Rural Librarian: West Virginia: A History by John Alexander Williams

Friday, October 19, 2012

West Virginia: A History by John Alexander Williams

OK, back to some history of West Virginia today.

I am almost finished reading a most excellent book "West Virginia: A History" by John Alexander Williams. This history book is well written and fascinating for a number of reasons.

Williams discusses the colonial nature of West Virginia that has abided since its earliest days as the western frontier of old Virginia. Colonialism is the idea of land, property, and businesses being owned by absentee landlords who take the money out of state. Many in old Virginia grabbed up as much western Virginia land as they could. Even George Washington claimed the best bottom land for himself.

Williams makes much mention of the idea that West Virginia was predicted to be one of the wealthiest states in the colonies because of its rich natural resources and natural beauty. But in reality, this was not to be. West Virginia remains one of the poorest states in the US.

"That such a country so full of the varied treasures of the forest and the mine...should lack inhabitants, or the hum of industry, or the show of wealth is an absurdity in the present and an impossibility in the future." This quote from J. H. Diss Debar shows how wrong he and many others were about the Mountain State.

The challenge of West Virginia geography has made road building here very expensive. The Department of Highways estimates that it takes $1 million dollars per mile of road to create new highways here. The great ridges of the Allegheny Mountains have always served as a natural barrier to business and wealth in WV.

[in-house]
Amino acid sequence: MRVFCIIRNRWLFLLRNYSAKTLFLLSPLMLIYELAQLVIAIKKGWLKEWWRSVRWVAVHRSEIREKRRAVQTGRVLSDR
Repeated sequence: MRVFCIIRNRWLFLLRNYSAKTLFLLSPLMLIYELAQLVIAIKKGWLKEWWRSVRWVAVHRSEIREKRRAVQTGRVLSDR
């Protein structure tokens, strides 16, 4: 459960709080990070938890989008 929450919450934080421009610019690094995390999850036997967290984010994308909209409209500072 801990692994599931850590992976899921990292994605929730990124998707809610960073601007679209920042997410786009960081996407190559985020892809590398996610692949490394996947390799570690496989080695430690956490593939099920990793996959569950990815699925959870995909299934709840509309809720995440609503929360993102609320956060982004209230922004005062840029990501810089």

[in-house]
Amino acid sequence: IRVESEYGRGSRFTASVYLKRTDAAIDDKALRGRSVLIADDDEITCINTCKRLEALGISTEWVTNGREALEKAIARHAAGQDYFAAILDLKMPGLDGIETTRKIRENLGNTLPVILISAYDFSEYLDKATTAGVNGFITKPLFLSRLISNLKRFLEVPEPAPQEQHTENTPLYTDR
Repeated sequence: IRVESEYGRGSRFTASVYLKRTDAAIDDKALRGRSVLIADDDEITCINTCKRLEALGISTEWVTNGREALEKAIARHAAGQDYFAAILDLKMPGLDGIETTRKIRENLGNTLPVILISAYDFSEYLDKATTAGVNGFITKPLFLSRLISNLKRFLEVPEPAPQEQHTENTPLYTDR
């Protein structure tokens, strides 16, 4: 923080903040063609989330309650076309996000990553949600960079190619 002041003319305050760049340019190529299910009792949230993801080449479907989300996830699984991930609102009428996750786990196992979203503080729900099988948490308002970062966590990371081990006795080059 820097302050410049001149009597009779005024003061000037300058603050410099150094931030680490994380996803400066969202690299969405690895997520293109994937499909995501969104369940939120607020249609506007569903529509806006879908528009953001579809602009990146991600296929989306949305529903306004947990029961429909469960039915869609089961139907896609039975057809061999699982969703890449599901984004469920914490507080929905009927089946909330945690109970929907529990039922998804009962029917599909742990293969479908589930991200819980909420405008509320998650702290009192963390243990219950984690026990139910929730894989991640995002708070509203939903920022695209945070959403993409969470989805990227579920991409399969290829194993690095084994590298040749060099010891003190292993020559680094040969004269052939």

Then there is the idea of the company store. In coal mining and log camp days, workers were indentured servants who had no choice but to spend their pay scrip at the company store. Prices were outrageously inflated and the workers had to pay rent on shacks and shanties owned by the company.

There are suggestions in this book that West Virginia continues to be impoverished by generations of West Virginians waiting for an employer to give them better wages and benefits. Entrepreneurialism is lacking here, and perhaps in the country overall. Instead of relying on a company or wealthy out-of-state patron, West Virginia needs to build its own capital and wealth at home.

West Virginia has also been victimized by wealthy companies that use our labor and export the wealth back to their own home states. During and after prohibition, entrepreneurial moonshiners were shut down by the government. Even today one of the complaints of the wind turbine industry is that our natural resources are being used to create electricity that is being exported to other states.

Reading this book, for me, was very enlightening. As a flatlander and transplant from Maryland, our culture and history is much different from that of West Virginia. "West Virginia: A History" is a must-read for anyone who wants to have a better understanding of where WV came from and where it might go in the future. I also have to say that the writing of Williams is fabulously rich and woven with wonderfully long paragraphs of elucidation. I found myself re-reading whole sentences that I thought were well-crafted and insightful. Consider this wonderful piece about the late, great Senator Byrd:

"Byrd's critics, especially those in the metropolitan Washington area, denounce him as a 'prince of pork' and note the frequency with which his name is chiseled onto the buildings that his largesse makes possible. But it is just as reasonable --given West Virginia's long history of exploitation by non-resident energy corporations and its failure to gain much from the federal defense and aerospace budgets of the Cold War years--to regard Byrd's efforts as reparations, not pork barrel."

We have a copy of this classic West Virginia history book at the Pioneer Memorial Public Library in Harman, WV. Come check it out!

Source: Williams, "West Virginia: A History." First published in 1976 by W. W. Norton, this is now reprinted by West Virginia University Press in Morgantown, WV.

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